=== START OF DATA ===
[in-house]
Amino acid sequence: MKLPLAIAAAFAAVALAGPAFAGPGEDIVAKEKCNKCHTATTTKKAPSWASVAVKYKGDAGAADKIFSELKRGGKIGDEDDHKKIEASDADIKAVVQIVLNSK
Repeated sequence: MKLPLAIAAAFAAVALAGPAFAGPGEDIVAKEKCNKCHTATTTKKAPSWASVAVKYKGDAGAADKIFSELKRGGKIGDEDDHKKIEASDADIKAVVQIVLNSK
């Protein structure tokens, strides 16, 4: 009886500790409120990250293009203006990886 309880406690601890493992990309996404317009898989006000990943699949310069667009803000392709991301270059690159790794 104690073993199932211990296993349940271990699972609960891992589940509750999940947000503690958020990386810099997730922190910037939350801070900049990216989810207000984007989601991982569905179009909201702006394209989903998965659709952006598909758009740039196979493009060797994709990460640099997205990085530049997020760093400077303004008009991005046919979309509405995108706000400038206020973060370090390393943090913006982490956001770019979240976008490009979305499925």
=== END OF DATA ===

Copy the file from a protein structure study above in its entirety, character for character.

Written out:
[in-house]
Amino acid sequence: MKLPLAIAAAFAAVALAGPAFAGPGEDIVAKEKCNKCHTATTTKKAPSWASVAVKYKGDAGAADKIFSELKRGGKIGDEDDHKKIEASDADIKAVVQIVLNSK
Repeated sequence: MKLPLAIAAAFAAVALAGPAFAGPGEDIVAKEKCNKCHTATTTKKAPSWASVAVKYKGDAGAADKIFSELKRGGKIGDEDDHKKIEASDADIKAVVQIVLNSK
């Protein structure tokens, strides 16, 4: 009886500790409120990250293009203006990886 309880406690601890493992990309996404317009898989006000990943699949310069667009803000392709991301270059690159790794 104690073993199932211990296993349940271990699972609960891992589940509750999940947000503690958020990386810099997730922190910037939350801070900049990216989810207000984007989601991982569905179009909201702006394209989903998965659709952006598909758009740039196979493009060797994709990460640099997205990085530049997020760093400077303004008009991005046919979309509405995108706000400038206020973060370090390393943090913006982490956001770019979240976008490009979305499925």